Table 2

Summary of the different Tiny Targets acceptability elements reported by participants in Dunda (CB) and Bengi-Kitoy (PL), 2018


Our findings show, that in villages where the community led vector control activities, people had a positive perception towards Tiny Targets. Conversely, where community members were less involved, acceptability was reduced.

This study highlights, in line with others, that acceptability of a new vector control technology is a result of a combination of several important factors including: prior knowledge of the disease, perception of the vector’s nuisance, effective raising of awareness, perceived effectiveness of the technology and absence of side effects.18–21 31 37–47

Our findings from Bengi-Kitoy (PL) suggested that previous knowledge of the disease and perception of vector nuisances was not sufficient to understand the link between the newly introduced Tiny Target and sleeping sickness. Therefore, as with previous studies, our research shows that improving awareness about the function and benefits of vector control tools is a crucial element for acceptability.31 40 42 45 In Bengi-Kitoy (PL), where information was scarce, the presence of Tiny Targets raised many unanswered questions leading to suspicions and anxiety. This anxiety is even more understandable given that water bodies are closely linked with supernatural power and ancestors’ legacies which are perceived as having a strong influence on the stability of daily life.29 34 35 45 46 Therefore, our study also suggests that ‘no vandalism’ may be an indicator of fear and it may be misleading to see it as an indicator of acceptance. Similar to Kovacic’s study45 on acceptability of tsetse traps, respondents reported not vandalising Tiny Targets because of a perceived danger that they might be linked to witchcraft and kill them. In contrast, in Dunda (CB) where the information was well disseminated, most people perceived the Tiny Targets as beneficial and links made to witchcraft were anecdotal.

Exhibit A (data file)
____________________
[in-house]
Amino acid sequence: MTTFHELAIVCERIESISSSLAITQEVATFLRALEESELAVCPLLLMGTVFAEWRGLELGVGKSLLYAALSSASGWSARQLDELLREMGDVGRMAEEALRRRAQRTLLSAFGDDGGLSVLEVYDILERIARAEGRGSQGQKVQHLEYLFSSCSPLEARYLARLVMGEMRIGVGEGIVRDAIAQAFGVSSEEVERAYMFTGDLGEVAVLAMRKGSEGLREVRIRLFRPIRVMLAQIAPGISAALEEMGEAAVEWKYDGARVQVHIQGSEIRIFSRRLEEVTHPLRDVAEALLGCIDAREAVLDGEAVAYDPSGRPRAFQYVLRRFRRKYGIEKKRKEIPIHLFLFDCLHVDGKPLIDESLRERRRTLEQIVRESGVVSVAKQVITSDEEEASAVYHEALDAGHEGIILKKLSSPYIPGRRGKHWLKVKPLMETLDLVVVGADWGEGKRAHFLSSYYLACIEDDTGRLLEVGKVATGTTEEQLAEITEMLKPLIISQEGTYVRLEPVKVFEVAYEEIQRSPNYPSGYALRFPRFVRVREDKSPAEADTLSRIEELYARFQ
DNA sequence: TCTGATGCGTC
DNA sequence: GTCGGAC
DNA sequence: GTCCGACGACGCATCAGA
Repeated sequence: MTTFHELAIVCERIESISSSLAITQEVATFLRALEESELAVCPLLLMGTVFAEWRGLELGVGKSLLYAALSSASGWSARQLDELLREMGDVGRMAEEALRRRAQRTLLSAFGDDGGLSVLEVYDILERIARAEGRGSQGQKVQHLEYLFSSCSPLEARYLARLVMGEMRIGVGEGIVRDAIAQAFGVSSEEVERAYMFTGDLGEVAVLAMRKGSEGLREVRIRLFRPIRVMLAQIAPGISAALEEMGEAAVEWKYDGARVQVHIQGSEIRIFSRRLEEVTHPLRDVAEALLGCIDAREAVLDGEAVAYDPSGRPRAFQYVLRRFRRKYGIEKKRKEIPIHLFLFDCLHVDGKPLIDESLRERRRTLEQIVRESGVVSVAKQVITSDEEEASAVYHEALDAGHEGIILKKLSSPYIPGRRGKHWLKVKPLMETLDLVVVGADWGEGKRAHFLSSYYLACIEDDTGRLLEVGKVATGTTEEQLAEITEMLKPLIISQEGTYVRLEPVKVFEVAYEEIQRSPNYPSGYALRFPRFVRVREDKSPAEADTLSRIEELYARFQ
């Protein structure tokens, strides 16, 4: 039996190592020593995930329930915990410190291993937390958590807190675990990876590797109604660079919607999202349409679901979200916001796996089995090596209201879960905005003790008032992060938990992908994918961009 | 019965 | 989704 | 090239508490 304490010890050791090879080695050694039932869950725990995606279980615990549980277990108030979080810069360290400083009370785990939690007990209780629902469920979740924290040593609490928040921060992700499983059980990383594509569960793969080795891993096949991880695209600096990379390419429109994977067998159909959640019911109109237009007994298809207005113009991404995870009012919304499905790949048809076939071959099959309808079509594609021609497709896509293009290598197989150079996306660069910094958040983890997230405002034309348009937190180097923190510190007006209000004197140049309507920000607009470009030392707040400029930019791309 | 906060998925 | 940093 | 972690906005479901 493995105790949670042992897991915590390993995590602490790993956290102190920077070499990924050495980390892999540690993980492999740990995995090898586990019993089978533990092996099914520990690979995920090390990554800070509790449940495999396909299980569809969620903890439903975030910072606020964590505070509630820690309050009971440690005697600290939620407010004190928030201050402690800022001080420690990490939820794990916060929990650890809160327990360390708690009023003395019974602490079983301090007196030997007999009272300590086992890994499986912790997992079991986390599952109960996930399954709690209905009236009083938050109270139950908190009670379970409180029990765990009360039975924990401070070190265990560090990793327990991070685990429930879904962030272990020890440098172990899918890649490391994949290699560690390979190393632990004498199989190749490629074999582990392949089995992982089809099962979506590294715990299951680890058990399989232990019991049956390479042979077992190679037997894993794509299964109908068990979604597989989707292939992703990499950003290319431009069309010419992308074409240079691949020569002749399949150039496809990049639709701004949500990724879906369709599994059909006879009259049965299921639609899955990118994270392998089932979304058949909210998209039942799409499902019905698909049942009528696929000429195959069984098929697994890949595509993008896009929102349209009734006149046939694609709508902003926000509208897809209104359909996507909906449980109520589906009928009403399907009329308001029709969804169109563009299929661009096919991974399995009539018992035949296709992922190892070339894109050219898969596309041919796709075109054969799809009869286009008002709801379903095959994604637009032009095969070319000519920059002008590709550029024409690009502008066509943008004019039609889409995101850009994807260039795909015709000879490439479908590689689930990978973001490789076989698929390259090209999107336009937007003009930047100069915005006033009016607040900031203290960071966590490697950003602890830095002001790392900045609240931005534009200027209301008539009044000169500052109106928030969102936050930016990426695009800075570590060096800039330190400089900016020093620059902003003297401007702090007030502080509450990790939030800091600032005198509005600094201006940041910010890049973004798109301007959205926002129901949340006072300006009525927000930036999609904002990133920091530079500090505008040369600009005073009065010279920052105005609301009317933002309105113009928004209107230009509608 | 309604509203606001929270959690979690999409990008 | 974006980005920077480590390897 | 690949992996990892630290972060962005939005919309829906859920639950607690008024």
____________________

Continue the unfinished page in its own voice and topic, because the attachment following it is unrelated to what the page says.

Awareness raising and communication has to be introduced at the start of any vector control activity but also to be continuous to respond to doubts and questions emerging during the process. For instance, a study in Tanzania on acceptability of attractive toxic sugar baits to control mosquitoes reported that people regarded the strategy as being ineffective even if they had received good initial information and noticed a reduction in mosquito nuisance. The tool was used outdoors whereas people perceived malaria transmission to be higher indoors.40 In our study, the village cluster involved in the CB approach did not question the deployment strategy because community members placed Tiny Targets where they perceived the risk of being bitten to be the highest. In contrast, in the other cluster, they did not perceive Tiny Targets as beneficial as they only noted a reduction in nuisance at the river banks where risk is not perceived to be high and they did not understand the deployment logic. Hence, it is essential to provide the community with the necessary technical knowledge to address doubts about the process.